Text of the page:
Baker & McKenzie, the world’s largest firm as measured by gross revenue, is expanding its Middle Eastern presence by combining with 40-lawyer United Arab Emirates firm Habib Al Mulla.
The tie-up—which was announced Wednesday, about five weeks after U.K. publication Legal Week first reported that the two firms had held talks about a possible combination—is scheduled to take effect on July 1. At that point Baker will have more than 30 partners and 130 associates in the Middle East North Africa (MENA) region. The firm, the largest in the world in terms of revenue, first established a Middle East presence more than three decades ago when it launched an associated office in Riyadh in 1979. Since then, Baker has also opened outposts in Abu Dhabi, Bahrain, Cairo, Casablanca, Doha, and Istanbul.
Habib Al Mulla, which opened in 1984 and has offices in Dubai and Abu Dhabi, is a full-service firm that focuses on dispute resolution, corporate and commercial law, banking, real estate, and construction. Firm founder Dr. Habib Al Mulla will serve as chairman and co–managing partner of the new entity—to be known as Baker & McKenzie Habib Al Mulla—along with the managing partner of Baker’s Gulf region offices, Borys Dackiw.
Koen Vanhaerents—who chairs Baker’s Europe, Middle East, and Africa (EMEA) region—tells The Am Law Daily his firm has been interested in entering the Dubai market since opening its office in Abu Dhabi in 2009. Though the global economic crisis slowed its expansion plans in the UAE to some degree, Baker notes in its announcement of the tie-up that it is dedicated to investing in emerging markets and that Dubai has had one of the world’s fastest-growing economies in recent years.
Vanhaerents adds that Baker has worked with Al Mulla regularly in the past—though the two have never had an exclusive relationship—which made the firm an obvious candidate to combine with once Baker decided to seek a partnership. "We have been working with [Al Mulla] for quite some time. He was one of our legal correspondents—largely for litigation, especially with local advice—so, he wasn’t completely new to us," Vanhaerents says.
The new group will advise clients on local and international matters in Dubai and Abu Dhabi. (Vanhaerents says regulatory approval is pending for the new venture in Abu Dhabi, where Baker will be combining its preexisting operations with Habib Al Mulla’s.) Vanhaerents expects the expansion to benefit Baker’s current clients who already work with the firm in Abu Dhabi and will now have coverage in Dubai, while giving Habib Al Mulla’s clients greater international representation.
"[Al Mulla] works, in his practice, for many of the large players in that market—a lot of large family-owned businesses. And so far, he has been largely serving them with respect to their UAE needs," Vanhaerents says. "He didn’t have an offering for their international needs."
Legal Week notes that Habib Al Mulla’s local clients include the Dubai Real Estate Corporation and the UAE Ministry of Interiors, while international clients include HSBC, AXA Insurance, and United Technologies.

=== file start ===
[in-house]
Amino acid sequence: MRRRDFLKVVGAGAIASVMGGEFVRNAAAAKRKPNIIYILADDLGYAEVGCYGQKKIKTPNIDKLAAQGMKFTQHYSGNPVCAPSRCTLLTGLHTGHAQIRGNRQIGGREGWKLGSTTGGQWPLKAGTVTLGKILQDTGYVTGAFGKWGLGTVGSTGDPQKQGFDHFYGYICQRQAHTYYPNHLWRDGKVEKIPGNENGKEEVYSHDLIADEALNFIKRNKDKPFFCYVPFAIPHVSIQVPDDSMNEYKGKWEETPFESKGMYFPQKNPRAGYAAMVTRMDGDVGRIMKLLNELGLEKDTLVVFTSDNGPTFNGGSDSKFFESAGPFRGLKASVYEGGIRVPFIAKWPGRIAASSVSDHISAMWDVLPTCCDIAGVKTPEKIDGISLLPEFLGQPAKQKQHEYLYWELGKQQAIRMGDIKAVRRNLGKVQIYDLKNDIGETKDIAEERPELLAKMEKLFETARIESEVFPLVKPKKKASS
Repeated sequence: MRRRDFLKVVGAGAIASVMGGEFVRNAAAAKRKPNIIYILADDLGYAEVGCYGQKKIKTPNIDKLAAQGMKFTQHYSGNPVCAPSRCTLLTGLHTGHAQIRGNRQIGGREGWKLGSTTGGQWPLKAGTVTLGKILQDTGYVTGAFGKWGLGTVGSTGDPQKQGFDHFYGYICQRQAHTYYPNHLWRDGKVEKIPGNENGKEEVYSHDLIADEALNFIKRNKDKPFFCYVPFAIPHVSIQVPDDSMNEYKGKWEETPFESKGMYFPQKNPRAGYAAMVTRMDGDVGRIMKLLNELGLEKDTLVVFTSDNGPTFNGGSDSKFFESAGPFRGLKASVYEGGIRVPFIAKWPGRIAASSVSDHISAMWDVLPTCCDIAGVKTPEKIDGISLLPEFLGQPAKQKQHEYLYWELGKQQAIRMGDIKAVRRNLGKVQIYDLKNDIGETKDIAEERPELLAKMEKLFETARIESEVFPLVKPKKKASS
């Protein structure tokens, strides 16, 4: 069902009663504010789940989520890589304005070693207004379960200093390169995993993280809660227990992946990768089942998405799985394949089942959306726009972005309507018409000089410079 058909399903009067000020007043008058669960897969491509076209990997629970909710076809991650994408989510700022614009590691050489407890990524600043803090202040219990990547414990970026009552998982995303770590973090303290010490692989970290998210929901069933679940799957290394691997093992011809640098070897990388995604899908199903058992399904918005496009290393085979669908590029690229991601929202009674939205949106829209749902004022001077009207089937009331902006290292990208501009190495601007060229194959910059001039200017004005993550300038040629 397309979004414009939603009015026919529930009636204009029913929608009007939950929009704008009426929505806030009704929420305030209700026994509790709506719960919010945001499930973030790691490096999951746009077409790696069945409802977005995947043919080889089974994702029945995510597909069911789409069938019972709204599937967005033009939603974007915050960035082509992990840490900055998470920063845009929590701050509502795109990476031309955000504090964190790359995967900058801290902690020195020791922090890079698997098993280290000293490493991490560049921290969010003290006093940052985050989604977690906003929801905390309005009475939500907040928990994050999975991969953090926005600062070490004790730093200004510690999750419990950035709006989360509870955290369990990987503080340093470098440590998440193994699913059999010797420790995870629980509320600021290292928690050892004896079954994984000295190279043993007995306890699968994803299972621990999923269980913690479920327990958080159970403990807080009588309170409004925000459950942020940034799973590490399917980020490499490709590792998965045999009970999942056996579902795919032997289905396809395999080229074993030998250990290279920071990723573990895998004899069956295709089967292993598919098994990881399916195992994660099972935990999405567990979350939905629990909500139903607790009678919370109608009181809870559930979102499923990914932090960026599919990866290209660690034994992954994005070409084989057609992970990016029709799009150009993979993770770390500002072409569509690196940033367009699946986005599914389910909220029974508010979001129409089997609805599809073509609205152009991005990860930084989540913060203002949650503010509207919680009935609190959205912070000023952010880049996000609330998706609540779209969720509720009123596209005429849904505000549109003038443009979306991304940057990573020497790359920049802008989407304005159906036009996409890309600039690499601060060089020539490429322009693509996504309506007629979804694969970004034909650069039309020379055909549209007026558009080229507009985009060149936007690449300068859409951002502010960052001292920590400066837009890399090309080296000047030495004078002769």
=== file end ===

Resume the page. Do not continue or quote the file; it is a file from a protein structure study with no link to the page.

"In line with our strategy for growth, the merger creates a unique law firm offering in the UAE, with extensive local capabilities, including court representation, together with global scale," Al Mulla said in a statement. "A large number of our clients have requirements on a regional and global scale and our merger will present them with an opportunity to work with a single firm both at home and abroad."
The publication Arabian Business calls Al Mulla "perhaps the UAE’s foremost lawyer" and notes that he was among the legal architects of Financial Free Zones—designated areas in which companies are taxed lightly or not at all in order to stimulate economic activity. The concept led to the 2002 formation of the Dubai International Financial Centre, the first such free zone in the UAE.
In 2011, Habib Al Mulla hired former Clifford Chance chief of procurement Rob Morris as its CEO.
Once the tie-up is official, Baker will have 73 offices in 45 countries. The 3,800-lawyer firm topped The American Lawyer‘s most recent Am Law 100 rankings based on its financial results in 2011, when the firm had gross revenue of $2.27 billion. Last year, Baker opened offices in Casablanca and Lima, as well as a Johannesburg office that launched last May with the arrival of a 31-member team from now-defunct Dewey & LeBoeuf. The firm’s Doha and Istanbul locations opened for business in 2011.
Baker isn’t the only Am Law 100 firm to expand their Middle East operations in April, as Patton Boggs said earlier this month that it was opening a new Dubai outpost. Meanwhile, Hogan Lovells announced last fall that it was consolidating its UAE operations by shuttering its Abu Dhabi office and transferring all of its work into the firm’s Dubai location.
In other Am Law news in the Middle East, Duane Morris announced last month that it was creating a joint law venture with the Al Mashaikhi Law Firm in Muscat, Oman, according to sibling publication The Legal Intelligencer.